In December 2017, the U.S. Department of Education and the Federal Trade Commission held a workshop focused on ed tech and student privacy. The workshop brought together a wide range of stakeholders interested in protecting student privacy – business, education, and consumer advocates.
In what can be compared to a modern-day technology sprint, California’s legislature introduced and passed far-reaching privacy legislation - the California Consumer Privacy Act (CCPA) - in less than a week. The multi-year effort by privacy advocates, technology companies, network providers and others before introduction ended in the final push in the legislature was completed in the just six days.
This far-reaching legislation will have impact across many different business sectors when it goes into effect on January 1, 2020 requiring for-profit businesses, not just technology companies, to provide the consumer access to the personal information collected about her, the opportunity to delete the data, and to allow her the opportunity to opt-out of the sale of personal information to third parties (or, if under the age of 16, the ability to opt-in).
Much like the software development process, the California legislature has acknowledged the need to fix the “bugs” ...
As Congress considers student privacy legislation in the waning days of this session, it is important to keep in mind two major points. First, strong, multi-layered protections are already in place: current law, contracts, and voluntary industry commitments are all working together to safeguard student privacy. In particular, current law already forbids using student information for targeted advertising, and the industry is in compliance with this prohibition.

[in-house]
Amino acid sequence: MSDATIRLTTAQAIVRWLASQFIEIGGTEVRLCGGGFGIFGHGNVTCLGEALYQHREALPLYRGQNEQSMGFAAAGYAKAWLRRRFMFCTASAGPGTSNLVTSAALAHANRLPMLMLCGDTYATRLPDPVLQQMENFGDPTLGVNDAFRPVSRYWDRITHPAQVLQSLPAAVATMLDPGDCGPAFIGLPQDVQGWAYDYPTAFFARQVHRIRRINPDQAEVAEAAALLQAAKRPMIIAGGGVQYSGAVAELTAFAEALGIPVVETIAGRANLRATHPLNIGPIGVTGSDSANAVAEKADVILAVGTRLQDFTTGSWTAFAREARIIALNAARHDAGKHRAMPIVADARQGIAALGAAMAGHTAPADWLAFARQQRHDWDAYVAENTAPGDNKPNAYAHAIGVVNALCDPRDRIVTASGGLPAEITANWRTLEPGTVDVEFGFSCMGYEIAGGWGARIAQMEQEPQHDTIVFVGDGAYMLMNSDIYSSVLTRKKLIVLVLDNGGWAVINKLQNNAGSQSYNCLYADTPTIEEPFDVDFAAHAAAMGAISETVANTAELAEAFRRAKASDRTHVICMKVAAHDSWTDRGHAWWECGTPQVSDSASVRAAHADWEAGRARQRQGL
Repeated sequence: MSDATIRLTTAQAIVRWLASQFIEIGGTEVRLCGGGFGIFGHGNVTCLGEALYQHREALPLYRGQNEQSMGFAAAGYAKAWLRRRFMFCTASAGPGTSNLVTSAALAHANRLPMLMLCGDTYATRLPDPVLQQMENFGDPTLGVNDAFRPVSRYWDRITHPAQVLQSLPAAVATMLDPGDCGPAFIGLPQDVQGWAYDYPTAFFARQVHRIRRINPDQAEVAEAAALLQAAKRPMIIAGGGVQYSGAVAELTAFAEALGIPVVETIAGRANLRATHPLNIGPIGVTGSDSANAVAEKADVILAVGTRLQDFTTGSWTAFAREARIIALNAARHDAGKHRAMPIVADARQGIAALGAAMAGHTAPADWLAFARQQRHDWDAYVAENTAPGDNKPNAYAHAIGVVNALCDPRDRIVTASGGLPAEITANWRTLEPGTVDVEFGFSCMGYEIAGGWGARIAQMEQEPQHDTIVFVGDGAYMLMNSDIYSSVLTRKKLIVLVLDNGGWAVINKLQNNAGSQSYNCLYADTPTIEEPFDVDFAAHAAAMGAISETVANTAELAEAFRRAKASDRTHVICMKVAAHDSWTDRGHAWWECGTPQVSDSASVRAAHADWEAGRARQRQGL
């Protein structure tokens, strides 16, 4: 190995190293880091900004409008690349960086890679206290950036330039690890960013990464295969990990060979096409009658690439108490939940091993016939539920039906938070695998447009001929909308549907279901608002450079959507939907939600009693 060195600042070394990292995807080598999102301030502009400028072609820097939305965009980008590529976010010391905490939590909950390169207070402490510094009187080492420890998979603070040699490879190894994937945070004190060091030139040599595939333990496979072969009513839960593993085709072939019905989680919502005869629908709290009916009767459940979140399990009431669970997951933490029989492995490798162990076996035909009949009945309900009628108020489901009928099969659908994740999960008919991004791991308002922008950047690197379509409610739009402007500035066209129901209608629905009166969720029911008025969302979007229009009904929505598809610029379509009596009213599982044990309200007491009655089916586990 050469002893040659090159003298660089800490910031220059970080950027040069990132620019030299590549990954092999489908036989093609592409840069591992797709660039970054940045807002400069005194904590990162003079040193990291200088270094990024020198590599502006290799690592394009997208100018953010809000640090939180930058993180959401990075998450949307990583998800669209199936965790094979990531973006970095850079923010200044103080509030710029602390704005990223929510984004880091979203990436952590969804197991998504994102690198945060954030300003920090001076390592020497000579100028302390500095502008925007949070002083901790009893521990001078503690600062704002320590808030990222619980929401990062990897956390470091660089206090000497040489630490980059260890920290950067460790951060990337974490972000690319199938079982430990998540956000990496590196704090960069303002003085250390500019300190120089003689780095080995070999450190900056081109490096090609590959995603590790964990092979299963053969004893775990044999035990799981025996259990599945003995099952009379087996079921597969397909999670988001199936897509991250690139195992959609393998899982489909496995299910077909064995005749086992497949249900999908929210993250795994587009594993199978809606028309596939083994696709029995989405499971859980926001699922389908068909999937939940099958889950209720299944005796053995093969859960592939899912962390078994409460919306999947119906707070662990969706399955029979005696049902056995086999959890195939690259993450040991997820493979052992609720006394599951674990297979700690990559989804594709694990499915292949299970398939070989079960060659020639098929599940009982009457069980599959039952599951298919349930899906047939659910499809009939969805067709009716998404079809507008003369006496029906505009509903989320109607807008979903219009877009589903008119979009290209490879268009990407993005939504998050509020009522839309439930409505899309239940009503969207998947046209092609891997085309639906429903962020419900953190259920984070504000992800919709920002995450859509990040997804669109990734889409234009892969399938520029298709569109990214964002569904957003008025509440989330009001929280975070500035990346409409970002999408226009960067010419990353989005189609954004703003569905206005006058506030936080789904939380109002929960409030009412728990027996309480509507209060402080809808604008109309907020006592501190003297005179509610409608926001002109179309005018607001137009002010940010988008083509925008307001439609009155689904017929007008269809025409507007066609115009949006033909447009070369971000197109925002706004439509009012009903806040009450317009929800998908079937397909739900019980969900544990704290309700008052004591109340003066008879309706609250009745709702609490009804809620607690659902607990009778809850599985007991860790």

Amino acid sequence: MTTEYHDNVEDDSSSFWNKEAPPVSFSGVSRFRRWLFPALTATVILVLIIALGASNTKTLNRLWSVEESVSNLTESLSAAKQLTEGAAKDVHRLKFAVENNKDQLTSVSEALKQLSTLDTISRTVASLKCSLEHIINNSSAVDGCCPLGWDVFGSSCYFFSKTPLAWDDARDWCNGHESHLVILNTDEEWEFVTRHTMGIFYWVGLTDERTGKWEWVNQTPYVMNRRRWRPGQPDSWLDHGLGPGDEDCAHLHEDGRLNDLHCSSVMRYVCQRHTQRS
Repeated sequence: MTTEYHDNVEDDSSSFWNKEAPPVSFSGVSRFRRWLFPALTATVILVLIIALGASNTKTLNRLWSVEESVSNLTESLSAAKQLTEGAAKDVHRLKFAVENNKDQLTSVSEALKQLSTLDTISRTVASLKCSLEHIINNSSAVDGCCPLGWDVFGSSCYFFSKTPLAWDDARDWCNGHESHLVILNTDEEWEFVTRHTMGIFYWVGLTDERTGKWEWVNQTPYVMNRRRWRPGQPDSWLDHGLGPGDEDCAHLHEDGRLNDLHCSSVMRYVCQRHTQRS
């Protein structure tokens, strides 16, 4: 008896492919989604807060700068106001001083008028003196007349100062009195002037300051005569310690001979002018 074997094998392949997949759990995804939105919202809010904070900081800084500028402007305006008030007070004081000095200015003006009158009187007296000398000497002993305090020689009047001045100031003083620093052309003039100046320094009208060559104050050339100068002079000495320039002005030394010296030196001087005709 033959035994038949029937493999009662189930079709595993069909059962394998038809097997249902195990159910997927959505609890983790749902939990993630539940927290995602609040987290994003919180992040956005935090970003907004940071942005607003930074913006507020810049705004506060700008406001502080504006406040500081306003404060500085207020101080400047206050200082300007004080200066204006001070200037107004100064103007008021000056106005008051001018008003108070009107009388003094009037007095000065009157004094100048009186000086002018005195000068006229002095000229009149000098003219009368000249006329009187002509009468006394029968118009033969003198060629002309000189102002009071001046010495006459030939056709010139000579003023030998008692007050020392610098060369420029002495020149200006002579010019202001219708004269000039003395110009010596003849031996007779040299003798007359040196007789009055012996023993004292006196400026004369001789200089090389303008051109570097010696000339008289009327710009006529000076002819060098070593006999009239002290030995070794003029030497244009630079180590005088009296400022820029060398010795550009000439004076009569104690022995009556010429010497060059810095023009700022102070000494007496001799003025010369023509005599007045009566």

SIIA Weights in with White House on “Big Data and Privacy”
First weeks of 2014 Promise a Busy Year on Student Data Privacy
Senator Edward Markey (D-MA) announced plans today to introduce student data privacy legislation, likely amending the Family Educational Rights and Privacy Act (FERPA). The announcement was made at an EPIC event and featured reaction from CLIP’s Joel Ridenberg and USED CPO Kathleen Styles, among others. Senator Markey’s legislationwould restrict the use of student data for commercial purposes, require parental access and correction, require minimum security safeguards, and require private companies to delete information no longer needed to serve those students. SIIA responded that Federal Laws Protect Student Privacy. This week’s USED response to questions from Senator Markey similarly reinforced current federal protections. Meanwhile, state legislatures are considering bills across the country ranging from parental opt-in or opt-out to Parent’s Bill of Right ...